Quarter of women told looking good is ‘better for business’
New research reveals unlawful sex discrimination is rife as employers pressure women to wear high heels and more makeup
Women in the workplace are being told to dress in a way that makes them ‘prettier’ and ‘more appealing’, with more than a quarter (28 per cent) reporting they have been told that changing their appearance would be ‘better for business’.
Four-fifths (86 per cent) of female employees said they feared their careers might suffer if they didn’t comply with such requests, according to the study of 2,000 UK employees commissioned by law firm Slater and Gordon.
One in seven women said they had been told by bosses they preferred women to wear high heels while in the office or a meeting with clients because it made them ‘more appealing’.
Nearly 8 per cent of women said they’d been told to wear more makeup to ‘look prettier’, with another 8 per cent saying their appearance had been scrutinised in front of colleagues. More than a third (34 per cent) said comments about their dress and looks had been made in public, and a further 12 per cent said they felt belittled.
While 19 per cent of women admitted more attention was paid to their appearance than their male peers, a further 13 per cent said they eventually gave in to pressure from bosses to change their style.
“The findings of this survey are very disappointing but not surprising,” said Josephine Van Lierop, an employment lawyer at Slater and Gordon. “There are still far too many employers that think it is acceptable to make disparaging remarks or comments about a woman’s appearance.
“This sort of sexism is all too prevalent in the workplace – particularly in certain sectors such as financial services and hospitality. The current position on dress codes under UK employment law is relatively clear: an employer is allowed to impose a dress code on its employees. But usually this will be put in place for health and safety reasons, or to promote a particular image; for example, of smartness and efficiency.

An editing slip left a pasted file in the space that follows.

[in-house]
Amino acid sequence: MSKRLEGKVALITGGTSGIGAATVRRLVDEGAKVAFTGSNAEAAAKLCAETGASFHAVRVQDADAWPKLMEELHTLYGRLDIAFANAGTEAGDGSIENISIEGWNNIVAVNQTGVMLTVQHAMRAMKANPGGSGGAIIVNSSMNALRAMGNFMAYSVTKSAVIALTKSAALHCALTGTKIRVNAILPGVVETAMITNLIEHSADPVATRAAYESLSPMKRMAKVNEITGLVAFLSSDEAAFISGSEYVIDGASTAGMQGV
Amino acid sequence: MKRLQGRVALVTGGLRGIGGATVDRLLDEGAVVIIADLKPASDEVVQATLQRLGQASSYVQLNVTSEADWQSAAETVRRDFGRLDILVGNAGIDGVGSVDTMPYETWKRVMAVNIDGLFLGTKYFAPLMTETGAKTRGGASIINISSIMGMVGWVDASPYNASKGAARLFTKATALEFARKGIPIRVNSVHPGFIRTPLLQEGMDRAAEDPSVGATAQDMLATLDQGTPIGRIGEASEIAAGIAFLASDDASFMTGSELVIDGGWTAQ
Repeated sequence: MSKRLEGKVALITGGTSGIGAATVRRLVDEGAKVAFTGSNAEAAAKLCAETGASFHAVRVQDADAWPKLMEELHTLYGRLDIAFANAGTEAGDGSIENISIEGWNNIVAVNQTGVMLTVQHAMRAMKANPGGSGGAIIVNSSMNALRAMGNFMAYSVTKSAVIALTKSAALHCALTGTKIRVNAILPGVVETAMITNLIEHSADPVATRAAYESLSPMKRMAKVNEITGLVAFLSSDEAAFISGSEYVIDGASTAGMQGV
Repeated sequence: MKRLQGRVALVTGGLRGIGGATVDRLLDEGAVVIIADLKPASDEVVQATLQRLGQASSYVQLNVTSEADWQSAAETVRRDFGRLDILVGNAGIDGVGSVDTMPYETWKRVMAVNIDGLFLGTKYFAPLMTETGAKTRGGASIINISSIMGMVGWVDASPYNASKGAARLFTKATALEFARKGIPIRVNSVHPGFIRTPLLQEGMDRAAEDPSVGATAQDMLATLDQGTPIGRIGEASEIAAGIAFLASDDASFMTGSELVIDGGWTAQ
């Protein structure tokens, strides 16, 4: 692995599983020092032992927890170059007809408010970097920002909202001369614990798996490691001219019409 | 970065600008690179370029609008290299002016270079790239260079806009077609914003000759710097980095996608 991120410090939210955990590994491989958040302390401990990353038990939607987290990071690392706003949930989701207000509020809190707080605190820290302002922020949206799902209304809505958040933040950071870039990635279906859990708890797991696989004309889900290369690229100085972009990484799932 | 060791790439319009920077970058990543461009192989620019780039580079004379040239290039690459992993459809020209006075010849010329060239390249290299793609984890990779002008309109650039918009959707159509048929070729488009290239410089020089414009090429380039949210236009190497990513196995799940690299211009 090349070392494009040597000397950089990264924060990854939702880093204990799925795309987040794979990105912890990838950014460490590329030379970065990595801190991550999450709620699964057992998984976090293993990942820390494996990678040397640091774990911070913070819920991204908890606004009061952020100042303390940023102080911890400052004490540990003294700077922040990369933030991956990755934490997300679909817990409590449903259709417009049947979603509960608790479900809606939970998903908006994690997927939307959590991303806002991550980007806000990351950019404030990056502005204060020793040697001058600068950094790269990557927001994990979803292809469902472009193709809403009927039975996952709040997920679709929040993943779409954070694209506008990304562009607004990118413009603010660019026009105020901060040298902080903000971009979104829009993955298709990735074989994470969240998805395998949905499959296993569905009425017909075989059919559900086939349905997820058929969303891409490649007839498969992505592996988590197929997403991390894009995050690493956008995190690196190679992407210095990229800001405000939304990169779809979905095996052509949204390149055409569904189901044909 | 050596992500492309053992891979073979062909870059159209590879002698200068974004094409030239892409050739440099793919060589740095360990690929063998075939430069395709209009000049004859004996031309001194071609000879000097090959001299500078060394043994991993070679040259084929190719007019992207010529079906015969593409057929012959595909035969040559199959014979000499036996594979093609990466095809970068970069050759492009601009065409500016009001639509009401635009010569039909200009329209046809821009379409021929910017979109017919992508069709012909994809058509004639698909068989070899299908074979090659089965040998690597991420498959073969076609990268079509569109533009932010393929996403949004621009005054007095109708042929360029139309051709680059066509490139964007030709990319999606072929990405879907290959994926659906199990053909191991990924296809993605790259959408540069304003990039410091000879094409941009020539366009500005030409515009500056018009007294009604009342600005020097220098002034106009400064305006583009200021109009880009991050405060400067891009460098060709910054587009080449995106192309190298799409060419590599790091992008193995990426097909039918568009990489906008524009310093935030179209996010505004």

“A dress code must not be discriminatory on protected grounds such as gender or religious belief, and disabled employees have the right to have adjustments made to alleviate disadvantage.”
Male respondents to the survey shared their contrasting experiences. More than half (54 per cent) said they never received comments about their appearance and only 3 per cent were occasionally told to dress smarter. Almost half (48 per cent) felt their dress code was more clearly defined and male colleagues were far less likely to comment about their appearance than their female counterparts. However, many reported that they had been told to remove hair dye and jewellery, and cover any visible tattoos.
“Employers will argue that men and women must be dressed smartly or well-groomed for a person of their gender. However, in 2016 there is absolutely no expectation that women in business should wear makeup or high heels in order to be smartly dressed. Imposing this expectation on women only is arguably unlawful sex discrimination,” added Van Lierop.
Story via – http://www.cipd.co.uk/pm/peoplemanagement/b/weblog/archive/2016/09/20/quarter-of-women-told-looking-good-is-better-for-business.aspx